Beware Of The Great Outdoors; Deer Mice Could Spread Hantavirus

Riverside County Public Health officials are urging people who frequent remote areas of the county to be careful, because  hantavirus is out there.

One person has come down with the virus, the first human case in the county.

Since 1993, when testing for the virus began, there have been 90 confirmed cases in California.

The individual contracted the rare virus and was briefly hospitalized and is recovering at home.

Public health officials say the patient might have been exposed to deer mice droppings or urine  in the Whitewater area. Officials emphasize  hantavirus infection is rare, but it can  cause serious illness. It can be fatal, but there are steps you can  take to reduce exposure.

The virus is usually found in remote wilderness areas where deer mice droppings are left behind, such as cabins and rest areas. One way to prevent the virus is to regularly conduct thorough inspection and cleaning of rooms and cabins, keep deer mice and other rodents out of buildings, and maintain good housekeeping and sanitation levels to discourage rodent infestations.

It is important to seal holes inside and outside your home to prevent rodents from coming in, trap rodents that might already be in your home, and get rid of any possible food sources for rodents.

Hantavirus was first identified in the United States in 1993 and the virus has since been found throughout the U-S.

It is caused by a virus that individuals get through contact with the urine, droppings or saliva of infected deer mice. Breathing small particles of mouse urine or droppings that have been stirred up into the air is the most common means of acquiring infection. The illness starts one to six weeks after exposure with fever, headache, and muscle aches, and progresses rapidly to severe difficulty in breathing and, in some cases, death.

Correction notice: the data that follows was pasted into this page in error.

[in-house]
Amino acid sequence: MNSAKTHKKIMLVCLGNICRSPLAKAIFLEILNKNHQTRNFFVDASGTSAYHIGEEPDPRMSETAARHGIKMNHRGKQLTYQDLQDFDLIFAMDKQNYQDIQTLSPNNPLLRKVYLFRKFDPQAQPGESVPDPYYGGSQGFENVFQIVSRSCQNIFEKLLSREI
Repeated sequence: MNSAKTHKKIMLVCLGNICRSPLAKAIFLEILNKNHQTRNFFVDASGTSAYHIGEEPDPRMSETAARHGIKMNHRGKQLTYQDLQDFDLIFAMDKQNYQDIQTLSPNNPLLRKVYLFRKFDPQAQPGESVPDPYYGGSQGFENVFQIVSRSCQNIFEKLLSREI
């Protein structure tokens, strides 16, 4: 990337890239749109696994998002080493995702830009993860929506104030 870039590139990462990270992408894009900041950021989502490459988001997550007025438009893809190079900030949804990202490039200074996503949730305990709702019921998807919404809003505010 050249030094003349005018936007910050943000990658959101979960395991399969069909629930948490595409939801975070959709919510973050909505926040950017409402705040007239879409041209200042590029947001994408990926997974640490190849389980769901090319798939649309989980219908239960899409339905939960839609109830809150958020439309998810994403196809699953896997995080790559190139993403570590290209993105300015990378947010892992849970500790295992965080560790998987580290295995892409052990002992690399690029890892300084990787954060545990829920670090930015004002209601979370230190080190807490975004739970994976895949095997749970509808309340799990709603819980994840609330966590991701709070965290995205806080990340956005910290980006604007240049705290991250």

It is not transmitted from human to human.

When you are in wilderness areas or places that harbor mice, you can take the following steps to prevent infection:

  • Avoid areas, especially indoors, where wild rodents are likely to have been present.
  • Keep food in tightly sealed containers and store away from rodents.
  • Keep rodents out of buildings by removing stacked wood, rubbish piles, and discarded junk from around homes and sealing any holes where rodents could enter.
  • If you can clean your sleeping or living area, open windows to air out the areas for at least two hours before entering. Take care not to stir up dust. Wear plastic gloves and spray areas contaminated with rodent droppings and urine with a 10% bleach solution or other household disinfectants and wait at least 15 minutes before cleaning the area. Place the waste in double plastic bags, each tightly sealed, and discard in the trash. Wash hands thoroughly afterward.
  • Do not touch or handle live rodents and wear gloves when handling dead rodents. Spray dead rodents with a disinfectant and dispose of in the same way as droppings. Wash hands thoroughly after handling dead rodents.

For additional information on preventing the spread of hantavirus, visit CDPH’s Hantavirus Cardiopulmonary Syndrome and the federal Centers for Disease Control and Prevention’s hantavirus website page.


very close image of a mouse balancing on the stems of wheat corn crops and staring forward.

Photo from Alpha Media Portland OR